Award-winning Director Olivier Philippe has more than just a unique eye and a taste for elegance; he has mastered a multitude of skill sets on a level that is beyond impressive. His seasoned expertise has given him the foundation and capacity to develop a creative approach to directing and producing short form content—something he has become known for around the world. Working on directing short form content for TV franchises that are household names such as “Top Chef,” “The Great British Bake Off,” as well as his work with iconic French fashion house Dior, Olivier Philippe has established his reputation for capturing high-quality content on an international scale.
“Olivier has all the necessary qualities to know how to express and show the ‘vision’ of the project. He draws, writes dialogues, sets up a mood board, describes a set, and as a result everything is super clear. It allows him to bring everyone into his world instantly,” explains Florence Hermieu, an executive producer from Elephant at Work, who’s worked with Olivier on countless projects for luxury brands including Dior.
Olivier Philippe began honing his creative eye at a young age. Growing up in a Parisian suburb Olivier was the only child in his large family to be attracted to the artistic world. Drawing, writing, and taking pictures soon became his favored way of expressing himself. On top of going to school, he began writing stories, producing comics, and inventing television programs in his room, often “borrowing” his father’s camera to produce his first films and photo novels.
At age 10, with an abundance of imagination Olivier was presented with an exciting opportunity when Hasbro offered to donate G.I. Joe figures to his school for an exhibition devoted to World War II. His teachers had already taken note of his extraordinary skill and passion for the arts, so they requested he create a staging for the exhibition. When Hasbro discovered his work, they invited him to contribute his work to be included in the advertisement G.I. Joe in their next catalog.
An opportunity that encouraged him to continue pursuing his love of the arts, it was only a few years later that he would go on to direct his first film, which was for La Savonnerie Des Deux Monde, a soap company near Paris.
Among Olivier Philippe’s credits is the 2017 film “Carma,” which he wrote, directed and produced.Following the character of Carma, a special forces agent turned private enforcer, who must handle her dangerous profession and motherhood head-on, Olivier created the film as a test concept, which he plans to expand into a series. “Carma,’ which was shot in Paris and Los Angeles, earned more than 20 awards at international festivals, including the Best Crime Film Awards at the Los Angeles Film Awards and New York Film Awards, and the Best Action Short at the London Independent Film Awards.
“What interested me was to work on the hero’s flaws, her humanity, her fragility and also something directly linked to femininity,” explains Olivier. “I like films with strong female characters and I really wanted to write and direct a story about a real ‘warrior,’ but without forgetting the femininity of this kind of character. Often it is a facet that is forgotten in movies.”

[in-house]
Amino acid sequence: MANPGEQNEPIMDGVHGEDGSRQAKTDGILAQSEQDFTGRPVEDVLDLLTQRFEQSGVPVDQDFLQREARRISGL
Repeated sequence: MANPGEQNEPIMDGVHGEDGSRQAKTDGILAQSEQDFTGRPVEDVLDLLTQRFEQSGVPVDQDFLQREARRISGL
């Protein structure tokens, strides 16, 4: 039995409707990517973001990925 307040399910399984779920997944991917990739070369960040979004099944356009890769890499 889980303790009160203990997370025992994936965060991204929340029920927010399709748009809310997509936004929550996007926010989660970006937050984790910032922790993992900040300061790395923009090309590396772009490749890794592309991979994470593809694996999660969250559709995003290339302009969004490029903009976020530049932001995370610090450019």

At the end of the day the tight filming schedule and shooting location being in a real hotel presented some challenges and constraints, but Olivier Philippe is known for his ability to view challenges from a different perspective than most people.
“My greatest strength is certainly having no border. Thinking differently or thinking ‘outside the box’ are expressions that suit me well. I think my ‘Swiss Army Knife’ side was a very useful quality for this project. I am lucky to know how to do several things quite well,” admits Olivier.
Olivier’s capacity to write, create storyboards, maneuver easily as a cameraman, and design the lighting, all while directing the actors were skills that proved collectively invaluable during the making of “Carma.”
“If all of the sudden I had an idea for a shot during the shoot, which was not foreseen in the scenario, I can immediately explain it with a drawing, or even take the camera myself to shoot the plan very quickly. It was essential on this project.”
Perhaps one of the best examples of Olivier’s versatility is “Le Blog de Bob,” which proved his ability to effectively experiment with genres, and ultimately earned the Best Project Award at the TV LAB France Television Awards in 2013. The project, which Olivier wrote, hosted and directed, follows the adventures of Bob, a memorable journalist who enjoys his status and loves meeting celebrities.
“Imagine following the private life of a TV reporter who dreams of becoming Jimmy Fallon, but who has the demeanor of House and lives more in the atmosphere of Californication,” Olivier explains. “The idea of Bob’s Blog is to be inside the head of an endearing journalist, very nice, but a little borderline. He always finds himself in somewhat complicated situations with the artists whom he will interview, and whom he knows very well personally. He tells his life as he could in a diary, or on his blog in a voiceover during the show.”
Olivier Philippe enlisted some real life stars in the show who didn’t hesitate to exaggerate on situations, which made the story line incredibly unique and also blurred the line between reality and fiction.